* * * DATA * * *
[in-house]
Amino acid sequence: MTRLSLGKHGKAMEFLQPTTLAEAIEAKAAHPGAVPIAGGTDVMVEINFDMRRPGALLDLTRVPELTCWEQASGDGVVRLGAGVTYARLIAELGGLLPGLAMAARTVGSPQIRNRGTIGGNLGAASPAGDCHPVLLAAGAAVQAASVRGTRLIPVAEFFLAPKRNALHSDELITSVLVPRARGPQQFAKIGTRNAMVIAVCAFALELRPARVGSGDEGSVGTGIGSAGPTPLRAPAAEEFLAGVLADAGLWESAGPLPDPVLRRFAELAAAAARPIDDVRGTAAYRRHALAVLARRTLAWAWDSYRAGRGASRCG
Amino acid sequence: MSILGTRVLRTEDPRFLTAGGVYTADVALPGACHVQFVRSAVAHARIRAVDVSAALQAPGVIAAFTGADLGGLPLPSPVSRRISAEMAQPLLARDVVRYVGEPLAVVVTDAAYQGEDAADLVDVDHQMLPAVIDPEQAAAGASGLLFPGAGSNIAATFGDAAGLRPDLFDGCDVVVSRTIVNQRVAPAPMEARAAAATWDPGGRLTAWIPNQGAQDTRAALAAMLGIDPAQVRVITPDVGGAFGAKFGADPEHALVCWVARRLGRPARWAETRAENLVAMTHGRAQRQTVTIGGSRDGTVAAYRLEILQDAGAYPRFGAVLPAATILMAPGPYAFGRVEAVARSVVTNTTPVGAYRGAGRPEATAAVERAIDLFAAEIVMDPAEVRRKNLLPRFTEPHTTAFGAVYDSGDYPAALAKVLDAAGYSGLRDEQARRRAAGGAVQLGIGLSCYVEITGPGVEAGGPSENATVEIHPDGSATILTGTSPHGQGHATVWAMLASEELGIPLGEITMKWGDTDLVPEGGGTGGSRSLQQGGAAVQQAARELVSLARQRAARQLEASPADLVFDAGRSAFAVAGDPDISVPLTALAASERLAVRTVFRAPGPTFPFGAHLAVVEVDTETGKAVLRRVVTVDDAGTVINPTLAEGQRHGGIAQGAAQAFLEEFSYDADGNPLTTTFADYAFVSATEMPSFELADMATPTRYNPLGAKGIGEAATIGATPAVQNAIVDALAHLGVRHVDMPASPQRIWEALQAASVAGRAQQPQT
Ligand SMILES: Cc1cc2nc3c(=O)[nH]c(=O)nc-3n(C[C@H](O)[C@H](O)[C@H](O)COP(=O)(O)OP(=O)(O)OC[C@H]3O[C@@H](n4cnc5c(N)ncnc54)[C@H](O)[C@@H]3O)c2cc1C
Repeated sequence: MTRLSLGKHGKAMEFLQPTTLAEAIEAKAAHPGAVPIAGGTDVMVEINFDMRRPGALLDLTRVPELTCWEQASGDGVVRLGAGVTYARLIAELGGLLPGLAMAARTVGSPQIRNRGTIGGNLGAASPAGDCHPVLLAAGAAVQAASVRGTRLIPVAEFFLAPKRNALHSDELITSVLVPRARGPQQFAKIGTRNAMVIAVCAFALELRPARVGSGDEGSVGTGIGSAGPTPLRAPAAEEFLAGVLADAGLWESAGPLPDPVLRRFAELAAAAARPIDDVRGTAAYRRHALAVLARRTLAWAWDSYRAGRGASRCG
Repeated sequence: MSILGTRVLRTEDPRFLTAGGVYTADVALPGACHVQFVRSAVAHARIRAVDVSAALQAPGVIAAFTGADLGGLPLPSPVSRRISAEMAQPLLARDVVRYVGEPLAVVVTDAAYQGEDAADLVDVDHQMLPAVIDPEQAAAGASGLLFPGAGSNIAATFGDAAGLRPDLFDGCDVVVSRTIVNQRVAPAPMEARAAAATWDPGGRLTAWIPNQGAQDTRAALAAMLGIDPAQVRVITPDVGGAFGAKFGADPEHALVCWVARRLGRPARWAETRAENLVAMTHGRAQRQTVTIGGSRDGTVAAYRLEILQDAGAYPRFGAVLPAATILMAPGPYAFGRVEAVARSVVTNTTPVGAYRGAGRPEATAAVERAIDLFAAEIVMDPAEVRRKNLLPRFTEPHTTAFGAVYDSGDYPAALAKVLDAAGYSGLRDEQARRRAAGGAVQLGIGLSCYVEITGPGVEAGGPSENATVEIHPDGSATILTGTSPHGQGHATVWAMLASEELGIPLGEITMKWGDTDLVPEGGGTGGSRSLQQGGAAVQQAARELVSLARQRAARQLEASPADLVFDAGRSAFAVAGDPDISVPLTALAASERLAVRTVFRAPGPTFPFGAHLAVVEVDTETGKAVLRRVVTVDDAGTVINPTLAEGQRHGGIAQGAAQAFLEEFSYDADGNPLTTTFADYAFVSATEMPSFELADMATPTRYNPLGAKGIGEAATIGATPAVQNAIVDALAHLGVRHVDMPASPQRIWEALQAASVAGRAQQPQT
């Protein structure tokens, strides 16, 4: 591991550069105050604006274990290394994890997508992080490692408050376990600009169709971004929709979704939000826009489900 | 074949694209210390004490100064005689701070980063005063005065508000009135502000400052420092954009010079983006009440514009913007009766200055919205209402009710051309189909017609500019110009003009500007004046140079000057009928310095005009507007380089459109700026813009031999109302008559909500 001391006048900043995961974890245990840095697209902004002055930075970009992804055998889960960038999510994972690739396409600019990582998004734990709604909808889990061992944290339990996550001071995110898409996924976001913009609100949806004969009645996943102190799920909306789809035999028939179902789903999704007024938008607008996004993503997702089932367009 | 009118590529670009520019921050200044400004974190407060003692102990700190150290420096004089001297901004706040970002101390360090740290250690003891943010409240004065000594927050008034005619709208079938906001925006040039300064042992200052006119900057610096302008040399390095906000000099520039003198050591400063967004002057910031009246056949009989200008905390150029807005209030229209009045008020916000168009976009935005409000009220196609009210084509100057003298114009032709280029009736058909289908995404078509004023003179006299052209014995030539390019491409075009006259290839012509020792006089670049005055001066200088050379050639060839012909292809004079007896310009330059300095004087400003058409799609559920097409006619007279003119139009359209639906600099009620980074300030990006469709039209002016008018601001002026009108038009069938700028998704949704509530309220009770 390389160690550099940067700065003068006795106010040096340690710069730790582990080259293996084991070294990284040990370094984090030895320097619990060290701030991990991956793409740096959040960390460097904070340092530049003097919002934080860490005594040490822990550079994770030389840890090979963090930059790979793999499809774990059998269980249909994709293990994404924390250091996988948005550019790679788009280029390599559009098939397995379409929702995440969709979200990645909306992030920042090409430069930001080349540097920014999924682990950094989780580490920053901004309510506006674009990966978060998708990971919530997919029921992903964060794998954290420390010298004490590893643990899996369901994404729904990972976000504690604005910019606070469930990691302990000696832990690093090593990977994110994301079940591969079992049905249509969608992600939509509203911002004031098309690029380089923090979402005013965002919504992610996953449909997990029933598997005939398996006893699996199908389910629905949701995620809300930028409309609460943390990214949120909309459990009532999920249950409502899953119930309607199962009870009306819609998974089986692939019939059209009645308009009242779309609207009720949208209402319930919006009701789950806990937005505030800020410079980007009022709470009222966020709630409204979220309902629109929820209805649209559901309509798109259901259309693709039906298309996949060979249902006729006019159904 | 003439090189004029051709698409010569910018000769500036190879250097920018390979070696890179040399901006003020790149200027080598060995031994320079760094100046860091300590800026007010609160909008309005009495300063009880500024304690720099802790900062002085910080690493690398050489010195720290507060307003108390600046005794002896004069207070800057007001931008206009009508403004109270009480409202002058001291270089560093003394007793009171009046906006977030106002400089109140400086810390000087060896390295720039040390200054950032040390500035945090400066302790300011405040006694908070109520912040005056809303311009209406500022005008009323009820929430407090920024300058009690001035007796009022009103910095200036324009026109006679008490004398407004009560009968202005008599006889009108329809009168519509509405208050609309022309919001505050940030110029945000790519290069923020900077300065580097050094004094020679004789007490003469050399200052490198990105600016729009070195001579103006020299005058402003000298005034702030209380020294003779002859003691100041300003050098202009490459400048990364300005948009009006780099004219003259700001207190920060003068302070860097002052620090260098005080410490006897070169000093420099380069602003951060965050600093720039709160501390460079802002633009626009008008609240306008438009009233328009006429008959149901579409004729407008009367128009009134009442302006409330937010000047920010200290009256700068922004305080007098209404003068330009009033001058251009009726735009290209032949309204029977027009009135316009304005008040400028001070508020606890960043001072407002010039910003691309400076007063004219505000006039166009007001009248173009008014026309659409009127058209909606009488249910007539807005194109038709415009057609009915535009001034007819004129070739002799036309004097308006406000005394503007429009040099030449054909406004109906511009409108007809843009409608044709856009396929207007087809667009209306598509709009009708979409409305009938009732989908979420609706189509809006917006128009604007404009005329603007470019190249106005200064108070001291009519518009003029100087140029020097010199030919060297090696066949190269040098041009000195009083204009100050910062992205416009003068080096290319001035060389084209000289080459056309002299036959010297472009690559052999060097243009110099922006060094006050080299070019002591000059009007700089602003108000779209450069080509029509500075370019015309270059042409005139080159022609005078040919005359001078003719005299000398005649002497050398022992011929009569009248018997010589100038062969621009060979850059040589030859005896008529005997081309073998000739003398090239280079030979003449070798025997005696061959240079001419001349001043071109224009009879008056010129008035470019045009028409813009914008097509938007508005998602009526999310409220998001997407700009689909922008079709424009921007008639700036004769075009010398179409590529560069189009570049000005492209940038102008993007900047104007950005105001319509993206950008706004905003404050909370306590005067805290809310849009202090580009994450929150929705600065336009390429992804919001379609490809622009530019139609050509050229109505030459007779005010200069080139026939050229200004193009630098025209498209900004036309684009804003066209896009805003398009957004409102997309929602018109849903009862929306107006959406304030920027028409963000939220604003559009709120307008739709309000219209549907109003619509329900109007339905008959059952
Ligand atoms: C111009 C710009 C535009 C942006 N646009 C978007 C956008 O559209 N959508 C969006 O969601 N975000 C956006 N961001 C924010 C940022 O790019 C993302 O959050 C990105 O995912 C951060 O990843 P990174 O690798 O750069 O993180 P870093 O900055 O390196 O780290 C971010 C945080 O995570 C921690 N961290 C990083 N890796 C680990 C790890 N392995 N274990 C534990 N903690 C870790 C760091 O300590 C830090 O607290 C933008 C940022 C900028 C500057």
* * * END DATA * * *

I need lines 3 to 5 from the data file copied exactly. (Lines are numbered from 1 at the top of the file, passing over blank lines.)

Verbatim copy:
Amino acid sequence: MSILGTRVLRTEDPRFLTAGGVYTADVALPGACHVQFVRSAVAHARIRAVDVSAALQAPGVIAAFTGADLGGLPLPSPVSRRISAEMAQPLLARDVVRYVGEPLAVVVTDAAYQGEDAADLVDVDHQMLPAVIDPEQAAAGASGLLFPGAGSNIAATFGDAAGLRPDLFDGCDVVVSRTIVNQRVAPAPMEARAAAATWDPGGRLTAWIPNQGAQDTRAALAAMLGIDPAQVRVITPDVGGAFGAKFGADPEHALVCWVARRLGRPARWAETRAENLVAMTHGRAQRQTVTIGGSRDGTVAAYRLEILQDAGAYPRFGAVLPAATILMAPGPYAFGRVEAVARSVVTNTTPVGAYRGAGRPEATAAVERAIDLFAAEIVMDPAEVRRKNLLPRFTEPHTTAFGAVYDSGDYPAALAKVLDAAGYSGLRDEQARRRAAGGAVQLGIGLSCYVEITGPGVEAGGPSENATVEIHPDGSATILTGTSPHGQGHATVWAMLASEELGIPLGEITMKWGDTDLVPEGGGTGGSRSLQQGGAAVQQAARELVSLARQRAARQLEASPADLVFDAGRSAFAVAGDPDISVPLTALAASERLAVRTVFRAPGPTFPFGAHLAVVEVDTETGKAVLRRVVTVDDAGTVINPTLAEGQRHGGIAQGAAQAFLEEFSYDADGNPLTTTFADYAFVSATEMPSFELADMATPTRYNPLGAKGIGEAATIGATPAVQNAIVDALAHLGVRHVDMPASPQRIWEALQAASVAGRAQQPQT
Ligand SMILES: Cc1cc2nc3c(=O)[nH]c(=O)nc-3n(C[C@H](O)[C@H](O)[C@H](O)COP(=O)(O)OP(=O)(O)OC[C@H]3O[C@@H](n4cnc5c(N)ncnc54)[C@H](O)[C@@H]3O)c2cc1C
Repeated sequence: MTRLSLGKHGKAMEFLQPTTLAEAIEAKAAHPGAVPIAGGTDVMVEINFDMRRPGALLDLTRVPELTCWEQASGDGVVRLGAGVTYARLIAELGGLLPGLAMAARTVGSPQIRNRGTIGGNLGAASPAGDCHPVLLAAGAAVQAASVRGTRLIPVAEFFLAPKRNALHSDELITSVLVPRARGPQQFAKIGTRNAMVIAVCAFALELRPARVGSGDEGSVGTGIGSAGPTPLRAPAAEEFLAGVLADAGLWESAGPLPDPVLRRFAELAAAAARPIDDVRGTAAYRRHALAVLARRTLAWAWDSYRAGRGASRCG